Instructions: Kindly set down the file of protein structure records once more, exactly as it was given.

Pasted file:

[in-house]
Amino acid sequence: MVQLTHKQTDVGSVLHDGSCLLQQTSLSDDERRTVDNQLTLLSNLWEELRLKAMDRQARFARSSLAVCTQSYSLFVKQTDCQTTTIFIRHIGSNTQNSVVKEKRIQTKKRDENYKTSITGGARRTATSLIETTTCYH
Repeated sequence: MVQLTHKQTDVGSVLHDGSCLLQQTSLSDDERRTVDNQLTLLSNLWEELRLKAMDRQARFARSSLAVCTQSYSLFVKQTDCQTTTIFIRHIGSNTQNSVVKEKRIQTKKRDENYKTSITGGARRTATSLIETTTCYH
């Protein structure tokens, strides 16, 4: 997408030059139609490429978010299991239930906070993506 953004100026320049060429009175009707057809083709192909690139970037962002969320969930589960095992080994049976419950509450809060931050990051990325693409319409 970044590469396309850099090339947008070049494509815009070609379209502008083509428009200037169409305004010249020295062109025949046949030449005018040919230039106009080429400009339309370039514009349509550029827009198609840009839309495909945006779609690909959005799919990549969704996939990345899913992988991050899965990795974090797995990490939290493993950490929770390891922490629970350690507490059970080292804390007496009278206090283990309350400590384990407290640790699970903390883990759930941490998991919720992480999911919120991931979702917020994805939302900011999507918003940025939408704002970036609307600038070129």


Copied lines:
[in-house]
Amino acid sequence: MVQLTHKQTDVGSVLHDGSCLLQQTSLSDDERRTVDNQLTLLSNLWEELRLKAMDRQARFARSSLAVCTQSYSLFVKQTDCQTTTIFIRHIGSNTQNSVVKEKRIQTKKRDENYKTSITGGARRTATSLIETTTCYH
Repeated sequence: MVQLTHKQTDVGSVLHDGSCLLQQTSLSDDERRTVDNQLTLLSNLWEELRLKAMDRQARFARSSLAVCTQSYSLFVKQTDCQTTTIFIRHIGSNTQNSVVKEKRIQTKKRDENYKTSITGGARRTATSLIETTTCYH
């Protein structure tokens, strides 16, 4: 997408030059139609490429978010299991239930906070993506 953004100026320049060429009175009707057809083709192909690139970037962002969320969930589960095992080994049976419950509450809060931050990051990325693409319409 970044590469396309850099090339947008070049494509815009070609379209502008083509428009200037169409305004010249020295062109025949046949030449005018040919230039106009080429400009339309370039514009349509550029827009198609840009839309495909945006779609690909959005799919990549969704996939990345899913992988991050899965990795974090797995990490939290493993950490929770390891922490629970350690507490059970080292804390007496009278206090283990309350400590384990407290640790699970903390883990759930941490998991919720992480999911919120991931979702917020994805939302900011999507918003940025939408704002970036609307600038070129």